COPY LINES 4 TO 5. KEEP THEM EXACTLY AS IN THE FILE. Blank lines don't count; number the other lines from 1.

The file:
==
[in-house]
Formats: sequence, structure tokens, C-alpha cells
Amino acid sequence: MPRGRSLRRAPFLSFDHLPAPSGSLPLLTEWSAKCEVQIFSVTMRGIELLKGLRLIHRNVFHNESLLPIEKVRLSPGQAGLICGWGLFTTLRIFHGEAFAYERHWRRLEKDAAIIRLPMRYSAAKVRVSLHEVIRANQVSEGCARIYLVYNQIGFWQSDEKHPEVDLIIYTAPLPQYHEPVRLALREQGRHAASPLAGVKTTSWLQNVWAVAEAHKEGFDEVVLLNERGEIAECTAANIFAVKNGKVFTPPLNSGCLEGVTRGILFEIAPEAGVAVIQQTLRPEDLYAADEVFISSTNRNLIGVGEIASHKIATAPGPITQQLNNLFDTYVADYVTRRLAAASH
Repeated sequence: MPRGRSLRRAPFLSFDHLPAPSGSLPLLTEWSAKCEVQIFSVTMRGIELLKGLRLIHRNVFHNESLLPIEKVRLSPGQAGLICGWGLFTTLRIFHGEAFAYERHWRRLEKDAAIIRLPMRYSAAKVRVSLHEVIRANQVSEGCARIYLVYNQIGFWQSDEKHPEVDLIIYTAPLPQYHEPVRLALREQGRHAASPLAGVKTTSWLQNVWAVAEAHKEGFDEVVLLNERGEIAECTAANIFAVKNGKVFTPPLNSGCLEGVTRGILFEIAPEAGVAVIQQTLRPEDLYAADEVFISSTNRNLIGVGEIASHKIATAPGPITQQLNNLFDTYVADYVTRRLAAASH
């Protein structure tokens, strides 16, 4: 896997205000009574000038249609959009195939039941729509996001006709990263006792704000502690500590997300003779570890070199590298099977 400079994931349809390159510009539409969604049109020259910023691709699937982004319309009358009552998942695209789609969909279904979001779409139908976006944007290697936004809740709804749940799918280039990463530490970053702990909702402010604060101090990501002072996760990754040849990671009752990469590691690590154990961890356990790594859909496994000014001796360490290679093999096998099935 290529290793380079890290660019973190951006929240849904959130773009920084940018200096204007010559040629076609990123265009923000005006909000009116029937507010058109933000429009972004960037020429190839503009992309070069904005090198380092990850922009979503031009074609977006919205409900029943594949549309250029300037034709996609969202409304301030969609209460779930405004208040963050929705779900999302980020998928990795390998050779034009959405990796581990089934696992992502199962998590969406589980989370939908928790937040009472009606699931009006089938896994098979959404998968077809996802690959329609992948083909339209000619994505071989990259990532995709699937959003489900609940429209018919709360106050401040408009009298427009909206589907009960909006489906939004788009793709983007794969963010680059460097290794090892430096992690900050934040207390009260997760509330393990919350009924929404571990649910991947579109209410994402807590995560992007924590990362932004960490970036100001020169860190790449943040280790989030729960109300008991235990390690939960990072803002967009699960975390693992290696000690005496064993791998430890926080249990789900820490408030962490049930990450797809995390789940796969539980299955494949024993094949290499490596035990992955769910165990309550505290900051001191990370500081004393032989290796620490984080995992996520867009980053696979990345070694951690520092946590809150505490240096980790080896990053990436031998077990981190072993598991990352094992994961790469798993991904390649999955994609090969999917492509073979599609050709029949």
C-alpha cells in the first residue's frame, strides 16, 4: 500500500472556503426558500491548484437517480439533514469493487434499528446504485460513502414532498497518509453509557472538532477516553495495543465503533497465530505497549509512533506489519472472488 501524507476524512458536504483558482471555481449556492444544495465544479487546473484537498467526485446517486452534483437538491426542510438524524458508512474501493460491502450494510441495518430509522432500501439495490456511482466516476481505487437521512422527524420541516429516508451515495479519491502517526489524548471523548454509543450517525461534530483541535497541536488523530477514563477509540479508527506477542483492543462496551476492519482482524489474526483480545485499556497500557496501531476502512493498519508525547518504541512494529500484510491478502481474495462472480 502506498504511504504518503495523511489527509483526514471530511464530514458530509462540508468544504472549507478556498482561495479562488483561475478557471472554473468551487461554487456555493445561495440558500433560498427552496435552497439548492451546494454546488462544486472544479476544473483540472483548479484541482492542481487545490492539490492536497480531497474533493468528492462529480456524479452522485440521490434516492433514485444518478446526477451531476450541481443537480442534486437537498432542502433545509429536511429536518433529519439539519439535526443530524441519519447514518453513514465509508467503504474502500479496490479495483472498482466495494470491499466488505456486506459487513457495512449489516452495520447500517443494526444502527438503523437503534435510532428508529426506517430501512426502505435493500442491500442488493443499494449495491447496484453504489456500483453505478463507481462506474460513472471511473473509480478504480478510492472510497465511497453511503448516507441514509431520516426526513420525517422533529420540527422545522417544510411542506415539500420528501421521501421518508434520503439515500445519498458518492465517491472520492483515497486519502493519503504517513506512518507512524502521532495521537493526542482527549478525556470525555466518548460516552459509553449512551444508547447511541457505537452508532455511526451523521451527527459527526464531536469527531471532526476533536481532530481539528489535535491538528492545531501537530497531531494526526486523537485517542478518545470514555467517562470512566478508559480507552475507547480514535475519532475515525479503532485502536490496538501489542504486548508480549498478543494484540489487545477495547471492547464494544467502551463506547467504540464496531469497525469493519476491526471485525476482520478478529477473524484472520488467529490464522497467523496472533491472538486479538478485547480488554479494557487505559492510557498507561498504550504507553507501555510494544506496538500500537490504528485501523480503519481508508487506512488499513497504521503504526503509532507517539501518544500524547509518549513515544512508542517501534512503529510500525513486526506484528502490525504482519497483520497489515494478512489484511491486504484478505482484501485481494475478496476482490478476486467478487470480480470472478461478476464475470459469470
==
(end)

Repeated sequence: MPRGRSLRRAPFLSFDHLPAPSGSLPLLTEWSAKCEVQIFSVTMRGIELLKGLRLIHRNVFHNESLLPIEKVRLSPGQAGLICGWGLFTTLRIFHGEAFAYERHWRRLEKDAAIIRLPMRYSAAKVRVSLHEVIRANQVSEGCARIYLVYNQIGFWQSDEKHPEVDLIIYTAPLPQYHEPVRLALREQGRHAASPLAGVKTTSWLQNVWAVAEAHKEGFDEVVLLNERGEIAECTAANIFAVKNGKVFTPPLNSGCLEGVTRGILFEIAPEAGVAVIQQTLRPEDLYAADEVFISSTNRNLIGVGEIASHKIATAPGPITQQLNNLFDTYVADYVTRRLAAASH
């Protein structure tokens, strides 16, 4: 896997205000009574000038249609959009195939039941729509996001006709990263006792704000502690500590997300003779570890070199590298099977 400079994931349809390159510009539409969604049109020259910023691709699937982004319309009358009552998942695209789609969909279904979001779409139908976006944007290697936004809740709804749940799918280039990463530490970053702990909702402010604060101090990501002072996760990754040849990671009752990469590691690590154990961890356990790594859909496994000014001796360490290679093999096998099935 290529290793380079890290660019973190951006929240849904959130773009920084940018200096204007010559040629076609990123265009923000005006909000009116029937507010058109933000429009972004960037020429190839503009992309070069904005090198380092990850922009979503031009074609977006919205409900029943594949549309250029300037034709996609969202409304301030969609209460779930405004208040963050929705779900999302980020998928990795390998050779034009959405990796581990089934696992992502199962998590969406589980989370939908928790937040009472009606699931009006089938896994098979959404998968077809996802690959329609992948083909339209000619994505071989990259990532995709699937959003489900609940429209018919709360106050401040408009009298427009909206589907009960909006489906939004788009793709983007794969963010680059460097290794090892430096992690900050934040207390009260997760509330393990919350009924929404571990649910991947579109209410994402807590995560992007924590990362932004960490970036100001020169860190790449943040280790989030729960109300008991235990390690939960990072803002967009699960975390693992290696000690005496064993791998430890926080249990789900820490408030962490049930990450797809995390789940796969539980299955494949024993094949290499490596035990992955769910165990309550505290900051001191990370500081004393032989290796620490984080995992996520867009980053696979990345070694951690520092946590809150505490240096980790080896990053990436031998077990981190072993598991990352094992994961790469798993991904390649999955994609090969999917492509073979599609050709029949």